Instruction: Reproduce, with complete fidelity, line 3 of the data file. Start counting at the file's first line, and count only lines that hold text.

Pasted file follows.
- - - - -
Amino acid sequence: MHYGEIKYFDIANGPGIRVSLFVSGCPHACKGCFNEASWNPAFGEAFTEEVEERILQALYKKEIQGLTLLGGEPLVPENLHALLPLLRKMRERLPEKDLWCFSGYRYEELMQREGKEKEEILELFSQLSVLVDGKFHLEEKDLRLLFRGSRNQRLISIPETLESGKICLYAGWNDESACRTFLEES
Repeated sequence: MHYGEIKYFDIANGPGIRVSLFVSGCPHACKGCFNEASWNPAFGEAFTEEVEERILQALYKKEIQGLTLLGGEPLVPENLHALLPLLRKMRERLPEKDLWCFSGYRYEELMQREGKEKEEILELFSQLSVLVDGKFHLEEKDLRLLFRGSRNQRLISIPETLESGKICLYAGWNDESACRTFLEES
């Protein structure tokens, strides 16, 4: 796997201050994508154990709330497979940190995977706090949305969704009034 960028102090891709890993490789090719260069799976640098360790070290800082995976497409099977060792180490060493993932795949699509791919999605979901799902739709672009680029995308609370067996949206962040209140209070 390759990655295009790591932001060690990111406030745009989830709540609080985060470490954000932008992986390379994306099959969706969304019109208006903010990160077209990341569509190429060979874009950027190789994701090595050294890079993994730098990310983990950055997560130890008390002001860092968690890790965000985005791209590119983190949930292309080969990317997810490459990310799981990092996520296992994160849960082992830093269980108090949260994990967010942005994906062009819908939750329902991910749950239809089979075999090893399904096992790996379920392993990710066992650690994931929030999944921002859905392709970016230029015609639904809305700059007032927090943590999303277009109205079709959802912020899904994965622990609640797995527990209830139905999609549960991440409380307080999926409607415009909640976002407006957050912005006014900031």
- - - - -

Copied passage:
């Protein structure tokens, strides 16, 4: 796997201050994508154990709330497979940190995977706090949305969704009034 960028102090891709890993490789090719260069799976640098360790070290800082995976497409099977060792180490060493993932795949699509791919999605979901799902739709672009680029995308609370067996949206962040209140209070 390759990655295009790591932001060690990111406030745009989830709540609080985060470490954000932008992986390379994306099959969706969304019109208006903010990160077209990341569509190429060979874009950027190789994701090595050294890079993994730098990310983990950055997560130890008390002001860092968690890790965000985005791209590119983190949930292309080969990317997810490459990310799981990092996520296992994160849960082992830093269980108090949260994990967010942005994906062009819908939750329902991910749950239809089979075999090893399904096992790996379920392993990710066992650690994931929030999944921002859905392709970016230029015609639904809305700059007032927090943590999303277009109205079709959802912020899904994965622990609640797995527990209830139905999609549960991440409380307080999926409607415009909640976002407006957050912005006014900031």